many stakeholders seem to think) the At-Large Board members will represent
more "outsiders" or end users. There will be 9 At-Large Directors. (The
president/top officer of Newco will also be on the Board, so we get
3+3+3+9+1=19 Directors.)

So that is how IANA-NSI proposes to handle representation. What about
the others? Interestingly, EFF proposes exactly the same thing. EFF has not
concerned itself too much with issues of representation. Its concern is
with rights (below).

In contrast, for the Boston Group representation is the main thing. They
are especially concerned that Newco "insiders" -- the Supporting
Organizations and the President -- will attain too much influence. To
prevent this the Boston Group's proposal eliminates those 9+1 insider Board
members, leaving only the 9 At-Large Directors elected by the membership.
(This small Interim Board could be increased later.) In the Boston Group's
version the Board represents only users. Thus this proposal does away with
functional representation by the SOs entirely. The SOs have only advisory

The Boston group also proposes a different mode of geographic
representation. Instead of setting an upper limit on any one region's
representation, they endorse a lower limit, which would guarantee that the
Board include at least one director from each of the 6 geographic regions.
On a 9-member Board, that means that no region could have more than 4 of
nine seats. Were the Board to expand, however, those 6 seats would become
less significant (asymptotically approaching zero in the hypothetical case of
an infinite Board.) Ultimately, greater geographic concentration might
become possible with this plan than with the IANA-NSI proposal.

So, to summarize, when it comes to representation the choices so far are
between an insider/functional model and an outsider/user model. How much
democracy do stakeholders want?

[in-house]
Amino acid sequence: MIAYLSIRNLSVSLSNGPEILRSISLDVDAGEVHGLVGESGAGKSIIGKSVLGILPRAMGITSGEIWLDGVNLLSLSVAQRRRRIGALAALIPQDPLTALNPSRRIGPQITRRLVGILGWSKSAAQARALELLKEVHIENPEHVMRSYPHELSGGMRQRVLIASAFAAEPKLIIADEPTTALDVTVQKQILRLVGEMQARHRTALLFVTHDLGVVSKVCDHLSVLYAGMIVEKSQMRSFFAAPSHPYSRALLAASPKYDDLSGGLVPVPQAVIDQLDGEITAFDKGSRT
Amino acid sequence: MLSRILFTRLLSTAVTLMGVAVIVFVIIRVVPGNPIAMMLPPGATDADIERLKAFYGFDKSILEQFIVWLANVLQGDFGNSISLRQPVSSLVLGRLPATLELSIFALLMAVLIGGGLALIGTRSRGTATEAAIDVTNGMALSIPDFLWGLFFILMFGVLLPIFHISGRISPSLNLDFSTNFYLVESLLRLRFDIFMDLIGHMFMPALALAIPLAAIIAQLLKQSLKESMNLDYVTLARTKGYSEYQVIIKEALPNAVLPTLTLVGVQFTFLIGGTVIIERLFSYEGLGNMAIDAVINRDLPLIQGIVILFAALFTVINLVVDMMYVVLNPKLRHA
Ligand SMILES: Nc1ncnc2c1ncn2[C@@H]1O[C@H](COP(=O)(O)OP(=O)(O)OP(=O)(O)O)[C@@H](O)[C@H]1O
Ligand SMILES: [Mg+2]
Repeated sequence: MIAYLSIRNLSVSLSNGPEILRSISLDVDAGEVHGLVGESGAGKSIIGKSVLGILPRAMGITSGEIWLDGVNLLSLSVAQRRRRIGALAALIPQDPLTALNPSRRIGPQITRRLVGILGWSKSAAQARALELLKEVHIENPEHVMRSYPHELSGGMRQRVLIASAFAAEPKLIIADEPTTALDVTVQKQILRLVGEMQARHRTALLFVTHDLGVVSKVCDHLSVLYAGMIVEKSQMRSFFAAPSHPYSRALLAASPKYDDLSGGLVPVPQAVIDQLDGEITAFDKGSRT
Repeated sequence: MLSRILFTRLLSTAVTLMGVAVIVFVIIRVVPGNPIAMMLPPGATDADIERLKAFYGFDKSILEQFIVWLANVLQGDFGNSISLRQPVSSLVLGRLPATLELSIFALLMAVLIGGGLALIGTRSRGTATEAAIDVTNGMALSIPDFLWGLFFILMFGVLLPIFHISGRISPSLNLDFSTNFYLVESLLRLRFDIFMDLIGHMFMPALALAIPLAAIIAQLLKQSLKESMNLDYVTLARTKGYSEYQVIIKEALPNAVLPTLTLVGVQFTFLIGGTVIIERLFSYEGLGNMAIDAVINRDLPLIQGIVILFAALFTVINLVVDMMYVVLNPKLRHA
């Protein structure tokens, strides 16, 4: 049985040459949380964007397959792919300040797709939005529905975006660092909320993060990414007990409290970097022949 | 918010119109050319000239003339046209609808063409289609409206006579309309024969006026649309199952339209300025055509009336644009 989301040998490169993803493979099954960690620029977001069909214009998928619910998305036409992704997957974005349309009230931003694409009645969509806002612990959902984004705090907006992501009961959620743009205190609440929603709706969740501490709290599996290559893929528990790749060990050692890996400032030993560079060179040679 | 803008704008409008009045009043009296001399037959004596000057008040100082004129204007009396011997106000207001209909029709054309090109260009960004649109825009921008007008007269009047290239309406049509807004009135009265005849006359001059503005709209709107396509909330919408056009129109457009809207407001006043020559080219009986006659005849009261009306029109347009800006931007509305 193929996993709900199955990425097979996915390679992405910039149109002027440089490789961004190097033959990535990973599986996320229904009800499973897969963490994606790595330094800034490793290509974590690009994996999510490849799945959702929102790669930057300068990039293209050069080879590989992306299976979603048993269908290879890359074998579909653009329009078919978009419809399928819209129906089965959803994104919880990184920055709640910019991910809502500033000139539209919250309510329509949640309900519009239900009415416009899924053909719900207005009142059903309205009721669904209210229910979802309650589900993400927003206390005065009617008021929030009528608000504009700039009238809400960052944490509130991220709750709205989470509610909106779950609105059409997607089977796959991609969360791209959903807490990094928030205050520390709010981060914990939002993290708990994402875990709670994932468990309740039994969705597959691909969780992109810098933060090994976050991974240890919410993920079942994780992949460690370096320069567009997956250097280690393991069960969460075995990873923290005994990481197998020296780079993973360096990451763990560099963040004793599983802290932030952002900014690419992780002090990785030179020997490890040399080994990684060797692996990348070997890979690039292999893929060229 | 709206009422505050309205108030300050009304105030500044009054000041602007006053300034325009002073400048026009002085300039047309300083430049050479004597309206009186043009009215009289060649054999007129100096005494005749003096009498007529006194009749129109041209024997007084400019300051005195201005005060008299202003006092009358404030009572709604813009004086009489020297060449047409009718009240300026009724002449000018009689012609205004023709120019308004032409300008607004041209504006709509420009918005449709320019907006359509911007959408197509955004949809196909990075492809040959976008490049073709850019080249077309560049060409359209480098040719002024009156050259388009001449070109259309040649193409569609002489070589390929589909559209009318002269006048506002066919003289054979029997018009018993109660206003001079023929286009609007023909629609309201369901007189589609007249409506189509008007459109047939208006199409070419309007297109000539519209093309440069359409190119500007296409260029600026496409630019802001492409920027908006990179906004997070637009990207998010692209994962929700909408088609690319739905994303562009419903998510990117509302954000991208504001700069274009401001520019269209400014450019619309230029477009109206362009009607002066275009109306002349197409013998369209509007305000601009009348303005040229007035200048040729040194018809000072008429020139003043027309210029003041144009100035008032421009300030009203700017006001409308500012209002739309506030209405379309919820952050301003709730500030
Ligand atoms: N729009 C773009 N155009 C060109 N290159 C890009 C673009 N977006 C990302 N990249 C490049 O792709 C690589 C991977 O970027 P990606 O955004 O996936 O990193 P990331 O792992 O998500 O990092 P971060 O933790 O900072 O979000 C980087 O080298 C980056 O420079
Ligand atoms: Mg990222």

These two modes of representation are not above criticism. Both of them
ignore some categories of representation that were proposed during the last
year. In 1997 the Domain Name Rights Coalition proposed that the Board
represent "all major groups on the Internet, including individuals, small
businesses and entrepreneurs, political and community organizations, and
large companies (Press Release, 1 May 1997). Computer Professionals for
Social Responsibility (CPSR) proposed that the Board "should include at
least 3 members [of 15] who represent the 'Internet Community' at large ...
[and who] should be free from direct financial interests..." (CPSR
Proposals, 30 June 1998). These suggestions are not incorporated into any
of the three proposals. The Boston Group's emphasis on users/members goes
in this direction, but does not reserve a specific number of Board seats for
any type of user.

The by-laws could define categories for Board members, such as "for profit"
and "educational/non-profit." Language could be included to ensure that a
certain number of Board members correspond to each category. (More on this below.)

It is important that people know what their "governors" are doing. For this
reason many states, notably California, have "sunshine laws" that prevent
public business from being conducted in secrecy. Newco proposals differ in
their emphasis on transparency.

The original IANA-NSI proposal favored corporate confidentiality over
transparency. Some meetings were to be closed, minutes would be distributed